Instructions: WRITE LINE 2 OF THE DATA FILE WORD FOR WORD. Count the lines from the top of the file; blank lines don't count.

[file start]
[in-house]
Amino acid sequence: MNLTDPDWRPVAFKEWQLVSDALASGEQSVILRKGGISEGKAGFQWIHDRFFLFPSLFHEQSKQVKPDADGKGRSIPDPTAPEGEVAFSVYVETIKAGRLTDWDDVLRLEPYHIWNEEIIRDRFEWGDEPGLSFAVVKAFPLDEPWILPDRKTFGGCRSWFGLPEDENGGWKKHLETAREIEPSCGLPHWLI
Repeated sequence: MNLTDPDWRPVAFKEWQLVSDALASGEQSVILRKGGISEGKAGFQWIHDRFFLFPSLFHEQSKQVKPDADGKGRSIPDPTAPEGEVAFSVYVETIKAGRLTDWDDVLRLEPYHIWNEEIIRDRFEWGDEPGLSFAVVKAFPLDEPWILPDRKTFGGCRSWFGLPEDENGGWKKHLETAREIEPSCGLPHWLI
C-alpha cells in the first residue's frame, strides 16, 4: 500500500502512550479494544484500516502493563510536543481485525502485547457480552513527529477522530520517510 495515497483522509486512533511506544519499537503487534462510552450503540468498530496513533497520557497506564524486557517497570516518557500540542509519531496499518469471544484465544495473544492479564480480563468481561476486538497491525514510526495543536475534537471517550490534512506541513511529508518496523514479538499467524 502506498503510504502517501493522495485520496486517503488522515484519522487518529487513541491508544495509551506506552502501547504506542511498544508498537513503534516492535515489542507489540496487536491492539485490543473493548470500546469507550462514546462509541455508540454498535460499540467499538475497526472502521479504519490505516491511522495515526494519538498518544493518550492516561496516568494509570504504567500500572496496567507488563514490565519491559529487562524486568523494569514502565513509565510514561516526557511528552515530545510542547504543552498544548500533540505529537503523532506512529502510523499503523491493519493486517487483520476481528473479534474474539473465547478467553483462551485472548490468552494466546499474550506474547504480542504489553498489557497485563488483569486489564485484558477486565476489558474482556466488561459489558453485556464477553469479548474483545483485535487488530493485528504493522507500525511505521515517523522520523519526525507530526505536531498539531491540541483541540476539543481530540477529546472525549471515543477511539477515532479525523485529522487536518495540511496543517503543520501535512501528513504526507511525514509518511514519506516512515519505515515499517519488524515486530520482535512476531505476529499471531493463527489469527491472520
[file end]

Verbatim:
Amino acid sequence: MNLTDPDWRPVAFKEWQLVSDALASGEQSVILRKGGISEGKAGFQWIHDRFFLFPSLFHEQSKQVKPDADGKGRSIPDPTAPEGEVAFSVYVETIKAGRLTDWDDVLRLEPYHIWNEEIIRDRFEWGDEPGLSFAVVKAFPLDEPWILPDRKTFGGCRSWFGLPEDENGGWKKHLETAREIEPSCGLPHWLI